• Allow people to enter your competition by posting on your wall
  • Use ‘likes’ as a voting mechanism – ie. people can vote for their favourite entry by simply liking it

What you still cannot do:

  • Administer a competition on a personal timeline, it must be done on a business page
  • Require or encourage people to tag themselves in content they are not depicted in
  • Require or encourage people to post or share anything to their personal timeline

These new rules mean that it is so much easier, particularly for small businesses with small social budgets, to run competitions through their Pages quickly and cheaply. But in some cases, it may still be preferable to use an application. Here’s a run-down of the pros to each method:

Why use an app to run your Facebook contest?

  • It allows a more personalized and branded experience
  • There is more flexibility in terms of content you can provide and interactivity
  • You can collect more data from entrants – eg. their email addresses, business names etc.
  • You can require the opting into a newsletter to expand your database
  • You can like-gate the competition – ie. Entrants must like your page to enter (thus better opportunity to grow your community)
  • You can easily keep all entries in one place for your community to share, like and vote on (ie. Gallery)
  • You can prompt entrants to share their entry with friends after they have entered, increasing viral exposure (and you have control over the message that is being shared)
  • Easier to collate all entries and entrants’ details in one place for judging*

 

Why use your business page to run your Facebook contest?

  • Faster and easier
  • Cheaper to run – no requirement to pay for third-party apps or pay a developer
  • Easier for entrants to enter, thus likely to gain more entries
  • Potential for greater viral exposure via post showing up in entrants’ newsfeeds who have liked/commented
  • No mobile compatibility issues

Of course, if you want to get the best of both worlds you can always use both an application and your wall to run your competition. If you want to check out Facebook’s new promotion guidelines in more detail, you can do so here.

Hope this helps!

 

Cormac

· · · · · · · ·

A while back I posted an article on tethering your camera to an iPad wirelessly from Lee Morris of Fstoppers fame. Well here is another that might interest you from the same guys. It’s how you can wirelessly tether your iPad and use it as a second monitor in conjunction with a laptop or desktop for editing and other things.

 

 

And HERE is the link to buy the App.

Enjoy it and I hope it helps. If you find it useful perhaps you might leave a comment and tell us how you got on.

 

· · · · · · · · · · ·

What do you think coffee is worth?

 

I decided to conduct an experiment for the sake of making a comparison to photography branding and this blog. On Monday, after I dropped my two kids to school and with some money in my pocket, I headed to the city centre to run some errands.

 

Photography Branding

I decided I needed a coffee and I proceeded to park my car in the metered spot outside the door of the Starbucks on Mespil Road. I paid fifty cents for parking and I walked into the Starbucks, waited in line for about 10 minutes while I listened to “pick of the week” music playing out of the overhead speakers. The cashier took my order, and I paid €2.40 for a Grande coffee, plus a €0.60 tip.

Then, I walked over to the pick-up counter and waited another five minutes while the barista wrapped up the drinks he was making for the customers ahead of me. He handed my tall coffee to me, and apologized for the wait.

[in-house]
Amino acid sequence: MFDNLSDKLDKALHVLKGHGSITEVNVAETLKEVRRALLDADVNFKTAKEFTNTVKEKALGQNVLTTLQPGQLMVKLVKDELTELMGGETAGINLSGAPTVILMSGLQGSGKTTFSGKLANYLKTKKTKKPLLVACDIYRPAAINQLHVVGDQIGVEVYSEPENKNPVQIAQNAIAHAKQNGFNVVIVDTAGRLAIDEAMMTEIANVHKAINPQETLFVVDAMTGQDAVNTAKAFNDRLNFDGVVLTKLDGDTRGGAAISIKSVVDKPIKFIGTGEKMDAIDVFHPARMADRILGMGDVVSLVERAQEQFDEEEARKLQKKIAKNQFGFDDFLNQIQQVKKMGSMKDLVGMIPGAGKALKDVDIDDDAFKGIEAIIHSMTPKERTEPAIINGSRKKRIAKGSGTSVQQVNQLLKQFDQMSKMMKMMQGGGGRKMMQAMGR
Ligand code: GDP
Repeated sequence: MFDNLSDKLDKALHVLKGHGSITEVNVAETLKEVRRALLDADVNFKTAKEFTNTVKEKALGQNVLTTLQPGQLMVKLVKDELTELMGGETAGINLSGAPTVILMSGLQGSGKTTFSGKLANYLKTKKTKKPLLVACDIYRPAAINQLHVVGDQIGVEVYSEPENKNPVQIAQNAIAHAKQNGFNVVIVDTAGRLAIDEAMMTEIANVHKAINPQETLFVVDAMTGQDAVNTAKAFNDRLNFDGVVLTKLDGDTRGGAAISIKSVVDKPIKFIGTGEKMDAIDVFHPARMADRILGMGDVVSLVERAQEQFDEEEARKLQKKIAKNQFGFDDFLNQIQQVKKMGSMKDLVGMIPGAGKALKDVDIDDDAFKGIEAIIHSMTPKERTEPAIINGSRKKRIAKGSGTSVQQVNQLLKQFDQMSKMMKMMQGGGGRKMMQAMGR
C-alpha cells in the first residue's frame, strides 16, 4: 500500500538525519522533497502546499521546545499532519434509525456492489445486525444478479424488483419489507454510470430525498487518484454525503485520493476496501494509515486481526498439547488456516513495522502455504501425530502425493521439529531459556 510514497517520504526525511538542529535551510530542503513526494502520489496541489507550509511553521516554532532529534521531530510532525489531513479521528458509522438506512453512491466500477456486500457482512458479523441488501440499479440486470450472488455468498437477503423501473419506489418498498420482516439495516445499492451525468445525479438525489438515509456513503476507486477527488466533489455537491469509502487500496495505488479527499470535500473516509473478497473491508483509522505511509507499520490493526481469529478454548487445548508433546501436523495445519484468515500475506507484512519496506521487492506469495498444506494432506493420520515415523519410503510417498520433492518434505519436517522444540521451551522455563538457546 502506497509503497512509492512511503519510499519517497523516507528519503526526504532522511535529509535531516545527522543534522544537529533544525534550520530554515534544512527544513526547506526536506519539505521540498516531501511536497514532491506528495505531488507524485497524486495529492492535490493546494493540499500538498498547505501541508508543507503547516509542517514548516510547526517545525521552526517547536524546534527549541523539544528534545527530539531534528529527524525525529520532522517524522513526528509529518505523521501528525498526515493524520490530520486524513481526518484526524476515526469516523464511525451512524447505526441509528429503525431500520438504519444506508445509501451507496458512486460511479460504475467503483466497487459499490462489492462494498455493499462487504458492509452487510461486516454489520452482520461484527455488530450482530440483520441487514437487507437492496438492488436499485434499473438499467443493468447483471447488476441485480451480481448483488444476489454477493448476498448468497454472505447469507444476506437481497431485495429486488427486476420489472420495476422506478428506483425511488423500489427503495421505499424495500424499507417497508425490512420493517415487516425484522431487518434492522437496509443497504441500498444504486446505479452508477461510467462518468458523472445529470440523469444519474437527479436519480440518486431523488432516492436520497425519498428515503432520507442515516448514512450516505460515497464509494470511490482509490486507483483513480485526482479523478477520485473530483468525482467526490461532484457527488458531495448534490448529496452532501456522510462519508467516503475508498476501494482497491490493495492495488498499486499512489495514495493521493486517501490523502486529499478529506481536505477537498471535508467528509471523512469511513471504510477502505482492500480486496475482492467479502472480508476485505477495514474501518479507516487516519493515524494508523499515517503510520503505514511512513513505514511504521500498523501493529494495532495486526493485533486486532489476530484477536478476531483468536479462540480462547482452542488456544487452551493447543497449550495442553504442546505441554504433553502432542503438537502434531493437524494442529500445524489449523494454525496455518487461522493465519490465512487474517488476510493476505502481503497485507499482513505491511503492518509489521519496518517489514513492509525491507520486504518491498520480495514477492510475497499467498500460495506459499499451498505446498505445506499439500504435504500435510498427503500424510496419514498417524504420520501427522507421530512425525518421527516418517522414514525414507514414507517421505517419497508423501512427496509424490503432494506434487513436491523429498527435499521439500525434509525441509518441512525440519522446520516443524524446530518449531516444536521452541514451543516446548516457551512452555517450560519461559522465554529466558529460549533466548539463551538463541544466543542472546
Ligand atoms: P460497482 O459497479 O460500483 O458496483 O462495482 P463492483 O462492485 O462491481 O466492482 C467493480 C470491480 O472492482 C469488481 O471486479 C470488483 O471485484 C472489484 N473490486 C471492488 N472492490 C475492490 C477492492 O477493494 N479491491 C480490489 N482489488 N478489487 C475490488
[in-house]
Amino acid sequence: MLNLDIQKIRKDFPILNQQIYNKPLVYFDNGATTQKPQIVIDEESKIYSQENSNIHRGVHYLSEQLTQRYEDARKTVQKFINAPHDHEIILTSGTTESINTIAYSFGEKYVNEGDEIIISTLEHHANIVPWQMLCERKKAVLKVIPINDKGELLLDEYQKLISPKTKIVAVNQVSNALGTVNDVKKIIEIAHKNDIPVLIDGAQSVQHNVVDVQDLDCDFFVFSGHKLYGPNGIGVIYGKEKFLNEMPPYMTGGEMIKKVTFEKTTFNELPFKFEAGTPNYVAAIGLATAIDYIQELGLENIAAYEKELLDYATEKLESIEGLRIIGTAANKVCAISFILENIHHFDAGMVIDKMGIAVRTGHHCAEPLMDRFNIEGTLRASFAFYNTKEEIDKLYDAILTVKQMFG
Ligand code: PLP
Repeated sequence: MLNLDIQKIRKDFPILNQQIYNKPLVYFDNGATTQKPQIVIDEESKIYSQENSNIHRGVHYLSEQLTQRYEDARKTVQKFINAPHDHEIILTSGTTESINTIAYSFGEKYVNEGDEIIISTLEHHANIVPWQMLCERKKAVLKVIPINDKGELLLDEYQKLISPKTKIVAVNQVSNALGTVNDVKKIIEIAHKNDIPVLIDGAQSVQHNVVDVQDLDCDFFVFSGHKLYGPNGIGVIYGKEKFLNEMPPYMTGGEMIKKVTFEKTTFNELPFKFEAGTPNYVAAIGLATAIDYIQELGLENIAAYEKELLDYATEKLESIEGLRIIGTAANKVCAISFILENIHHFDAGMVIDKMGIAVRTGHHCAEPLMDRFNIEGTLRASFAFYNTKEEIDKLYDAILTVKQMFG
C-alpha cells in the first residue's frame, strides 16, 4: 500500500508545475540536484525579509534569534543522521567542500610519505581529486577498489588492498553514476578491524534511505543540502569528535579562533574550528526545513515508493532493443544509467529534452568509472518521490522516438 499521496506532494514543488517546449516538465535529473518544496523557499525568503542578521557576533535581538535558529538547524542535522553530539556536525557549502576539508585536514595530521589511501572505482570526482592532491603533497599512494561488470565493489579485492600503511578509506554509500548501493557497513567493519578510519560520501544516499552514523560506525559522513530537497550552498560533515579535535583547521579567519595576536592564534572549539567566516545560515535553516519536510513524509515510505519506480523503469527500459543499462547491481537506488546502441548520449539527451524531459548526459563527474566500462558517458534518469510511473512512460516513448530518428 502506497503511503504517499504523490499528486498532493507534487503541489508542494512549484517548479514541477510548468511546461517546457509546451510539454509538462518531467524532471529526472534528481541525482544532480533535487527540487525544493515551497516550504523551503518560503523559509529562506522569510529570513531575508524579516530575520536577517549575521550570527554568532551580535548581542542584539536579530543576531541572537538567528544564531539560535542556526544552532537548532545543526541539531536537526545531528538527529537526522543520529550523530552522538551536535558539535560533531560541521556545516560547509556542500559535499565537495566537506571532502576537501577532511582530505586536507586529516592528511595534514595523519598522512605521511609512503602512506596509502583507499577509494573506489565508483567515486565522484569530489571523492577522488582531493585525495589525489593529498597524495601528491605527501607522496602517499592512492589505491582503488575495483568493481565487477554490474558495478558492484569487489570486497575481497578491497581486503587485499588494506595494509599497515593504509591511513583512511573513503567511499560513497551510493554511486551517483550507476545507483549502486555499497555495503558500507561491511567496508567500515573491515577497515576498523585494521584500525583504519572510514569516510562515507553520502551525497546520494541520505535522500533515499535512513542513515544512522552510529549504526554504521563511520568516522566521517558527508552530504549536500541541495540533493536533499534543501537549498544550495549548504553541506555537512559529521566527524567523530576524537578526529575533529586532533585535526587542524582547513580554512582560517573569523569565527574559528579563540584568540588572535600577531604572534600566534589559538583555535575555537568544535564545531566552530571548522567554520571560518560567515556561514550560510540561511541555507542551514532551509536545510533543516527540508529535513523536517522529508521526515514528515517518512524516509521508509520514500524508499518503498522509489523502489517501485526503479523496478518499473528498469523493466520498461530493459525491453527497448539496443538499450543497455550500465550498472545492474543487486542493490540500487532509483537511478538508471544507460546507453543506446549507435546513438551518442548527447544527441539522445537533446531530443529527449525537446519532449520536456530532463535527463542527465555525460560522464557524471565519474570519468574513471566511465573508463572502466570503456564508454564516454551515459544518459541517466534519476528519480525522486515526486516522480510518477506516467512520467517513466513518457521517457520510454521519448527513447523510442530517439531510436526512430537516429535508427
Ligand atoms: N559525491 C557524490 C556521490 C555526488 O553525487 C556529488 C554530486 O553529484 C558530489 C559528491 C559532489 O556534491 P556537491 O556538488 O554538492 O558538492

Total cost for a tall coffee at Starbucks: €3.00 (plus parking@ 50 cents!)

Total time at Starbucks, including parking: 20 minutes

 

 

Then, on my way out of town, I went ‘Drive Thru’ at my local McDonald’s in Nutgrove. There was one vehicle ahead of me, so within a mere 60 seconds of waiting, I was at the call box talking to the order-taker. She couldn’t hear me, so I had to place my order three times. Finally, the sound worked, and she captured my request for a medium coffee.

I drove around the corner of the building and paid under €2 for my coffee. At the next window, I picked up my medium coffee (it should be noted that a large is also the same price as a small and medium coffee at McDonald’s).

I spent about 3 minutes in the entire McDonald’s drive-thru and then headed home.

Total cost for my medium McDonald’s coffee: under €2

Total time at McDonald’s drive-thru: 3 minutes

 

 

On my drive home, I reflected on my experience. I waited significantly longer at Starbucks and had to hassle with parking my car. The people in Starbucks were nicer, the ambience was pleasant in the store, and the white paper cup the barista handed me felt good in my hand. By paying almost twice as much for a smaller cup of coffee, it got me an experience that “felt” better to all senses despite the hassle of parking the car and waiting longer. The wait was made pleasant via the music and kind employees.

My experience at my McDonald’s wasn’t horrific, but it wasn’t good either. By paying about half as much for a few more ounces in my cup, it came at the expense of not-so-nice employees, the smell of the car exhaust from the vehicle ahead of me, a cup that felt shiny, and just a general bad feeling (McDonald’s is just not a food establishment that “feels” good to me).

 

 

Why I bought two cups of coffee, really

I’ve been doing some research about pricing and branding strategies for my other business , recently. At a higher level, I’m interested in working with and helping photographers “take back” the photography industry. I wanted to have something to reflect on as a litmus test for some of my thinking.

Because customers expect stuff from “cheaper”. They associate an experience worth tolerating in exchange for “cheap”.

On the flip side, customers tend to feel good about an experience that is “worth more”. By paying more, they are sitting back and enjoying the tiny elements of delight the company or business owner took the time to architect.

 

 

How this relates to photography branding

My exercise resulted in a microcosm of proof that photography branding and evaluating the value of your photography can be done in the same way as the value of a commodity like coffee. Cheap can work fine for you, if your customer is expecting a “cheap-like” experience. And being worth more can work fine for you, if you are interested in crafting a delightful experience for your customers who are patient and willing to spend more time with you, because they value you more.

There is no definitively right answer, only a more right answer for you.

· · · · ·

<< Latest posts

Older posts >>